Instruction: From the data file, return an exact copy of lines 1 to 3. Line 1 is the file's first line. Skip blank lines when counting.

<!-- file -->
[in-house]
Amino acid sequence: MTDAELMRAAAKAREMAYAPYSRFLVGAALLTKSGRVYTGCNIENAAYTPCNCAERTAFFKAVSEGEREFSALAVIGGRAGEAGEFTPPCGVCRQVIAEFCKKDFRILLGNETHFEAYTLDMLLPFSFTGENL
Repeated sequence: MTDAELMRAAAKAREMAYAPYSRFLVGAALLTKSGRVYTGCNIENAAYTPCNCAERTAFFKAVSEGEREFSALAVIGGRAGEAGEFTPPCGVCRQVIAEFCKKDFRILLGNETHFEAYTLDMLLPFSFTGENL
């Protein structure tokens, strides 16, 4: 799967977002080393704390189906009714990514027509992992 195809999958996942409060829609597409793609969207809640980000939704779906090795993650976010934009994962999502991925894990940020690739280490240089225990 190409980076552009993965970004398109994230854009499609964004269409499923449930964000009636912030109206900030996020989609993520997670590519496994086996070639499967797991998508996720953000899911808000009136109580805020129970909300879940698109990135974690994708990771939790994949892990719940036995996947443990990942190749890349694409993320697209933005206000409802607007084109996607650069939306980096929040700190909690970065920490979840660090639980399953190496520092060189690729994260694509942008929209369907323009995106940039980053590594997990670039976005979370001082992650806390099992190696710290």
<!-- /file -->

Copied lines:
[in-house]
Amino acid sequence: MTDAELMRAAAKAREMAYAPYSRFLVGAALLTKSGRVYTGCNIENAAYTPCNCAERTAFFKAVSEGEREFSALAVIGGRAGEAGEFTPPCGVCRQVIAEFCKKDFRILLGNETHFEAYTLDMLLPFSFTGENL
Repeated sequence: MTDAELMRAAAKAREMAYAPYSRFLVGAALLTKSGRVYTGCNIENAAYTPCNCAERTAFFKAVSEGEREFSALAVIGGRAGEAGEFTPPCGVCRQVIAEFCKKDFRILLGNETHFEAYTLDMLLPFSFTGENL